Children should limit their added sugar intake to 3tsp a day. There seems to be a misconception that children need energy from sugar. But, without the fibre naturally occurring in wholefood, the energy they get from this source is released too quickly into the system and causes low blood sugar - tiredness, irritability and a craving for more sugar. We are all too aware of the negative effects of sugar on our waistlines, and it affects children in the same way, as well as causing tooth decay, behavioural problems, and increased rates of obesity, which leads to health problems later in life. It also teaches young tastebuds to develop a sweet tooth and starts a sugar addiction from an early age. Of course they will be exposed to vast quantities of sugar at parties, but I find children are more sensitive to sugar and reach their sugar limit much sooner when they have a low-sugar diet.

Sugar gives what we call, ‘empty calories’. Meaning it has no health benefits and causes plenty of health problems! Cane sugar, the most common form of sugar, is highly processed, to the point that it has zero health benefits. Some alternative sugars or sweeteners do have some health benefits and when indulging in a little treat, it’s best to use these to add some value to your snack and compensate the effects of the sugar. Nutritional Therapist Amelia Freer, champions a low sugar way of eating and has a comprehensive list of sugar alternatives on her website. She has also published a No.1 bestseller book called 'Eat. Nourish. Glow', which outlines 10 principles of healthy eating. A book which I frequently revisit, to remind myself of her 10 simple, easy to follow steps to better health. When altering a recipe, I pull back on the sugar, as most recipes are much sweeter than they need to be. Start by reducing the amount by ¼ and as your palate gets used to it, you can reduce it further. Bear in mind that baking is a science, and some recipes work better than others with this method. Gradually reduce your tolerance to sugar until all your old favourites become too sugary for your palate.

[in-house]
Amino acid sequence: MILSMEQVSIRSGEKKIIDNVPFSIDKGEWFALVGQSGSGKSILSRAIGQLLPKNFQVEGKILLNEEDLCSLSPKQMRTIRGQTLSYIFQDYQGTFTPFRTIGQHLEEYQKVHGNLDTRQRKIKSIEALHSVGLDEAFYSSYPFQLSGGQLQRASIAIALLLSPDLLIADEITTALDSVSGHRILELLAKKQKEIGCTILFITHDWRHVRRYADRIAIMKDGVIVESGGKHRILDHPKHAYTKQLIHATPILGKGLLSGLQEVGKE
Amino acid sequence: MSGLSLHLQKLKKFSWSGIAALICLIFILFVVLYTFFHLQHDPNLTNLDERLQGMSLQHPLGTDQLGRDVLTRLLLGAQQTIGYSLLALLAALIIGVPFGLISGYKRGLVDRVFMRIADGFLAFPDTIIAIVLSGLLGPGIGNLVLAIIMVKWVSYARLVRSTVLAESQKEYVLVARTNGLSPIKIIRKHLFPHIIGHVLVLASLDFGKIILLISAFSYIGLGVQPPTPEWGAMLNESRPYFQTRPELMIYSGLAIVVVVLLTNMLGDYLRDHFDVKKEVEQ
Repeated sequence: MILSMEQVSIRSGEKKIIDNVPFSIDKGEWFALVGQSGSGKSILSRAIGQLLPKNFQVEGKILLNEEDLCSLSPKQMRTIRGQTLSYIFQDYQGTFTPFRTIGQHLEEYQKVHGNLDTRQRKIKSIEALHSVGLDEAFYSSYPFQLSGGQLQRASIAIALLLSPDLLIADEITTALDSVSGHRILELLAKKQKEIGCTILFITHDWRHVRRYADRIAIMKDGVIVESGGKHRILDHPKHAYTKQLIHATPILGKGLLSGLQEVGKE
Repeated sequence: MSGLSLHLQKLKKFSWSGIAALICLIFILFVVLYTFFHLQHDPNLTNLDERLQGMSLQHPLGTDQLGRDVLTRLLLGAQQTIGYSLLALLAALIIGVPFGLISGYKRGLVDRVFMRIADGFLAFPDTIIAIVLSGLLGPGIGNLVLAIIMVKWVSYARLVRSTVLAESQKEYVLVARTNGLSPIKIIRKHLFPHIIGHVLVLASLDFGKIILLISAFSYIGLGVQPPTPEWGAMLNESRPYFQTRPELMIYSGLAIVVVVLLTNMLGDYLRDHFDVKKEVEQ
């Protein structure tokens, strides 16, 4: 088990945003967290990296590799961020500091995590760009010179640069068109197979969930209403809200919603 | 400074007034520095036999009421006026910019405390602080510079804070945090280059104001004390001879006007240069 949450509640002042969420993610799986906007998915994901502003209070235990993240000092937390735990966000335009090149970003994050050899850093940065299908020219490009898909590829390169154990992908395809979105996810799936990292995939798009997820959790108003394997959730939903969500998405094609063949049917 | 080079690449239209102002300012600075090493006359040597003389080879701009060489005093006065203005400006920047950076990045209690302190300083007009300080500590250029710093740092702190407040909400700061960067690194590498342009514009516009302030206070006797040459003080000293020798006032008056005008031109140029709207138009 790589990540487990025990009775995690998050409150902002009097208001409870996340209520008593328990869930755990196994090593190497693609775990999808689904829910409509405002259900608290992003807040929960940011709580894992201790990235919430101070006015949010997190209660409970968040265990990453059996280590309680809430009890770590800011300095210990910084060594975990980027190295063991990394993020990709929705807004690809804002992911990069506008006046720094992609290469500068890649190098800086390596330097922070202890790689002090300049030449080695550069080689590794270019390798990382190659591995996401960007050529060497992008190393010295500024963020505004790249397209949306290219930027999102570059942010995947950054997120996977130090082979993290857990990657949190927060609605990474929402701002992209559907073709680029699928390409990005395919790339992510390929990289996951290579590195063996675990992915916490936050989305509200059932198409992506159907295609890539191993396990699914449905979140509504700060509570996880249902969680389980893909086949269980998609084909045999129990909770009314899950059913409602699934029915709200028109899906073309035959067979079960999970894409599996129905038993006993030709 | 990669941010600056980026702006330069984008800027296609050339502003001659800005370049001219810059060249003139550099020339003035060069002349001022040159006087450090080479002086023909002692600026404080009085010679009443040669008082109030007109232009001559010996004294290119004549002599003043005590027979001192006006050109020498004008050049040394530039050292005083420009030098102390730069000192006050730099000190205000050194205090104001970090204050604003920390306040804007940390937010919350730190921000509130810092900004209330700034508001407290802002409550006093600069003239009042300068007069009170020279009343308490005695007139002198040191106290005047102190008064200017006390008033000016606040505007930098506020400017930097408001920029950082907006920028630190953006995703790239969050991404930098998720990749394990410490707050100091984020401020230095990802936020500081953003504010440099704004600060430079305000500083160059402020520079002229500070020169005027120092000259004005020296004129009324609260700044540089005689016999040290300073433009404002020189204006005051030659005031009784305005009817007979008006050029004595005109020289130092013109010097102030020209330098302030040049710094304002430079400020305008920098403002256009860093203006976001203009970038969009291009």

So how do you start reducing your sugar consumption? The best place to start is by doing a kitchen clear-out of all the main culprits in your kitchen. Check the ingredient list of all bottles, packets and processed foods. There can be a period of adjustment, where you have to restock your kitchen with healthier choices, but the long term health of you and your family is worth it. Replace low fat yogurt for natural yogurt, chutney for mustard, ketchup for tomato puree, sweet chilli sauce for tamari and balsamic vinegar for apple cider vinegar. Make a big batch of tomato sauce and freeze it in 400g portions. Invest a bit of time on Sunday night, making homemade soup and a batch of granola bars, for a week of lunches and snacks. Homemade dressings, pestos and hummus are always good to have at hand to throw together tasty and fast dinners.

Your sugar addiction will try to find ways to keep itself going. Next time you reach into the cupboard for a little pick-me-up, think for a minute what is driving you? Tune in to how you feel with and without added sugar in your system. When you do have a well earned treat pick one that offers you something more than just a sugar hit. Savour the moment and make sure these savoured moments are not too frequent!

Ruth Delahunty Yogaru